Mathematics Stack Exchange is a question and answer site for people studying math at any level and professionals in related fields. It's 100% free, no registration required.

Sign up
Here's how it works:
  1. Anybody can ask a question
  2. Anybody can answer
  3. The best answers are voted up and rise to the top

Is there a relationship between SVD and similarity transformation? I mean, in articles I read about the SVD method, I came across the equation $A=USV^T$ which seems to me like similarity transformation $A^\prime=QAQ^T$. Is that right? How are these two concepts connected?

share|cite|improve this question
up vote 1 down vote accepted

Not directly. An SVD of $A$ is related to the orthogonal (unitary in $\mathbb{C}$) similarity diagonalization of a positive definite matrix $A^TA$ (or $AA^T$), because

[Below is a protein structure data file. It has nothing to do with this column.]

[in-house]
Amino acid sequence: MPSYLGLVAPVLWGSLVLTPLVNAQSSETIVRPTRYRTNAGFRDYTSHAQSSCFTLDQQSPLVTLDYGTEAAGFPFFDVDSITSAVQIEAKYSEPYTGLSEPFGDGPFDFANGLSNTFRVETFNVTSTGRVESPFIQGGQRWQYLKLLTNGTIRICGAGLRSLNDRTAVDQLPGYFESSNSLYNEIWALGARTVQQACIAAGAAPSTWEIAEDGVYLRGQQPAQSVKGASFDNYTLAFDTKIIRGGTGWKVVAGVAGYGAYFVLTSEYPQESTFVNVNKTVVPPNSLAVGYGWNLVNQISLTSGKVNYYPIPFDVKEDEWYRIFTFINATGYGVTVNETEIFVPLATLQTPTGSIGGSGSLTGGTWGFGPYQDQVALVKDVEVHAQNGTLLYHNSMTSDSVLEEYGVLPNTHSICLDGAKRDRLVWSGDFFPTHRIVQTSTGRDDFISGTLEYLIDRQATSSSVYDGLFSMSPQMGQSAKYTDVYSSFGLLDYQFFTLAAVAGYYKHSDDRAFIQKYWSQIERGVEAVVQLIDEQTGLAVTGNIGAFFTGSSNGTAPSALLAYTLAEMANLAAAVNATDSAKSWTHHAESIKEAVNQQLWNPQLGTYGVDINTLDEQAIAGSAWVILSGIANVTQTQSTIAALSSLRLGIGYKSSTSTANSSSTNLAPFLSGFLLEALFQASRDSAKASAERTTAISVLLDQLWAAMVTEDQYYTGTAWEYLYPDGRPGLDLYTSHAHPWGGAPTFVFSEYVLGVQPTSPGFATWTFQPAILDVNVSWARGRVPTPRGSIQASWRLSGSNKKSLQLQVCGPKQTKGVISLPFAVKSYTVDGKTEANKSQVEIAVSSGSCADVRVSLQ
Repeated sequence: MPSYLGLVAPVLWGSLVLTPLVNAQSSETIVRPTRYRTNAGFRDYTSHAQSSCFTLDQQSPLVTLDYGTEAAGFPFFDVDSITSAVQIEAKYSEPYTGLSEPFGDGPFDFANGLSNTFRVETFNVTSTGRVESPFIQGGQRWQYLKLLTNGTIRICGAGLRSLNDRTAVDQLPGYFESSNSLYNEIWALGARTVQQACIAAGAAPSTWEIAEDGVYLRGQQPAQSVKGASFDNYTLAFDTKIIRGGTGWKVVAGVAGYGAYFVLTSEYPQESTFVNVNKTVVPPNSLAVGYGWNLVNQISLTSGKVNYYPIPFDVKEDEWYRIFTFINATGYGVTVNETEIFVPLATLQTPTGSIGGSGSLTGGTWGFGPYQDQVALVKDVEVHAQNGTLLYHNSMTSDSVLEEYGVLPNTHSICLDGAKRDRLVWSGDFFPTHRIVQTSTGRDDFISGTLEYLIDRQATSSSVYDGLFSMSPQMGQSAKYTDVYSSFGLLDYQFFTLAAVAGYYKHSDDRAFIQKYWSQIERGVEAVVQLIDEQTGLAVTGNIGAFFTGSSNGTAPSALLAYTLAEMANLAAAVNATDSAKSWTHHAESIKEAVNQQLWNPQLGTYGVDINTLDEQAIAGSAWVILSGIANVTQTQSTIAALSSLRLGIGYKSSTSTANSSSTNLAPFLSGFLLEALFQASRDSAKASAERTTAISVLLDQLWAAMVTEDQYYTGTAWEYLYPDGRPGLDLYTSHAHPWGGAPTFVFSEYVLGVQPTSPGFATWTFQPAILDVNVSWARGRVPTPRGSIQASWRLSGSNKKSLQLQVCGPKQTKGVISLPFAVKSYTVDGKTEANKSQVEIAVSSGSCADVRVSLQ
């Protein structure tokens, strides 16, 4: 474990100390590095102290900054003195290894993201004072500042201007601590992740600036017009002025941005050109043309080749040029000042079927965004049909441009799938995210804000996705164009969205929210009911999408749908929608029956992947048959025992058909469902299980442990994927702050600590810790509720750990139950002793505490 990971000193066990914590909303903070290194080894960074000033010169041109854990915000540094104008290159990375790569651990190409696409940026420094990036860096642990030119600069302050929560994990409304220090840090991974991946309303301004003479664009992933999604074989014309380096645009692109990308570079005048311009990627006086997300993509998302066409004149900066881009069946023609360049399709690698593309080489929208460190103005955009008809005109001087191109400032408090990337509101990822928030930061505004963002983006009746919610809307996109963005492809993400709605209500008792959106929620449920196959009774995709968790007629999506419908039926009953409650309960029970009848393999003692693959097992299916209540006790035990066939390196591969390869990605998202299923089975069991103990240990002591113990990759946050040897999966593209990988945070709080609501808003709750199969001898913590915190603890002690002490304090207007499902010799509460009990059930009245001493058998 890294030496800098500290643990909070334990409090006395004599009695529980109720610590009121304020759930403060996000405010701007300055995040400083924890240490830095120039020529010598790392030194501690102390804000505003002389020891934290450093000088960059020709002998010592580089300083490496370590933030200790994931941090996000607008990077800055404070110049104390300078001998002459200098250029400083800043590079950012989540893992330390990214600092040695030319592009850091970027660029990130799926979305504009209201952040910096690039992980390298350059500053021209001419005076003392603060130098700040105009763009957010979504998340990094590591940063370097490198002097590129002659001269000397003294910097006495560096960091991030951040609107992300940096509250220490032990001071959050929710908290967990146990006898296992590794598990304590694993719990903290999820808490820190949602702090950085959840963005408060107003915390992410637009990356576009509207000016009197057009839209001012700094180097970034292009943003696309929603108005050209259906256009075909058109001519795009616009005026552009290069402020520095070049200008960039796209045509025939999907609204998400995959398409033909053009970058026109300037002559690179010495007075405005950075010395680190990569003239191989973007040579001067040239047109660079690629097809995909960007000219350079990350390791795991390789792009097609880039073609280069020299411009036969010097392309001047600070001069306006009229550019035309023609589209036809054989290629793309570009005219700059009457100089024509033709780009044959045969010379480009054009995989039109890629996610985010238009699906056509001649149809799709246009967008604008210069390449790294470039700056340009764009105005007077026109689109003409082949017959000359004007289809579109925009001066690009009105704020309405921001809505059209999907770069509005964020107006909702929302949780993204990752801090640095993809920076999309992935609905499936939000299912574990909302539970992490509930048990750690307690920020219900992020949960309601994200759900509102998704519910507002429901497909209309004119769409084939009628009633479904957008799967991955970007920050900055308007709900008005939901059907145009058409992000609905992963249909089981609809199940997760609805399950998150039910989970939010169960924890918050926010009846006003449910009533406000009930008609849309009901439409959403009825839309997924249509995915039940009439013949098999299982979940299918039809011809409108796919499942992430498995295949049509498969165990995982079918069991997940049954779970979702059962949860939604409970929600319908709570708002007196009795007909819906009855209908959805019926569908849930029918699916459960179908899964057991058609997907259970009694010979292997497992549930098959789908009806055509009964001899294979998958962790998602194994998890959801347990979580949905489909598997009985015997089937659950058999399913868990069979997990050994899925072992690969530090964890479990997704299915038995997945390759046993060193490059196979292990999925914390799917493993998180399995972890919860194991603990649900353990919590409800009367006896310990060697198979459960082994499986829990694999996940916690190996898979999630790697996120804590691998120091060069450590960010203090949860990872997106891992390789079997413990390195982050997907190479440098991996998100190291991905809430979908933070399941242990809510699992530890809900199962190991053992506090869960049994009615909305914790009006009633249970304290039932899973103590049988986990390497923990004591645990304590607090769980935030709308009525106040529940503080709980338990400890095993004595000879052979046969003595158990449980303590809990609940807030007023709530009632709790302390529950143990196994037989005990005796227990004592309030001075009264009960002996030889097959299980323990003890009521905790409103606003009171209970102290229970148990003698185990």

$$A^TA = (U \Sigma V^T)^T (U \Sigma V^T) = V \Sigma^T \Sigma V^T.$$

If $A$ is a square matrix, then

$$A^TA = V \Sigma^2 V^T.$$

Other than that, (also if $A$ is a square matrix!) you can put

$$A = U \Sigma V^T = U (\Sigma V^T U) U^T,$$

which is a similarity of $A$ and $\Sigma V^T U$, which is a product of a diagonal and orthogonal matrix, but I don't see how would that be useful. Similarly, you could also do

$$A = U \Sigma V^T = V (V^T U \Sigma) V^T.$$

Of course, if $A$ is positive semidefinite, then you can choose $U$ and $V$ such that $U = V$, so the SVD is the same as the Eigenvalue decomposition, but this is just a special case.

share|cite|improve this answer

Your Answer


By posting your answer, you agree to the privacy policy and terms of service.

Not the answer you're looking for? Browse other questions tagged or ask your own question.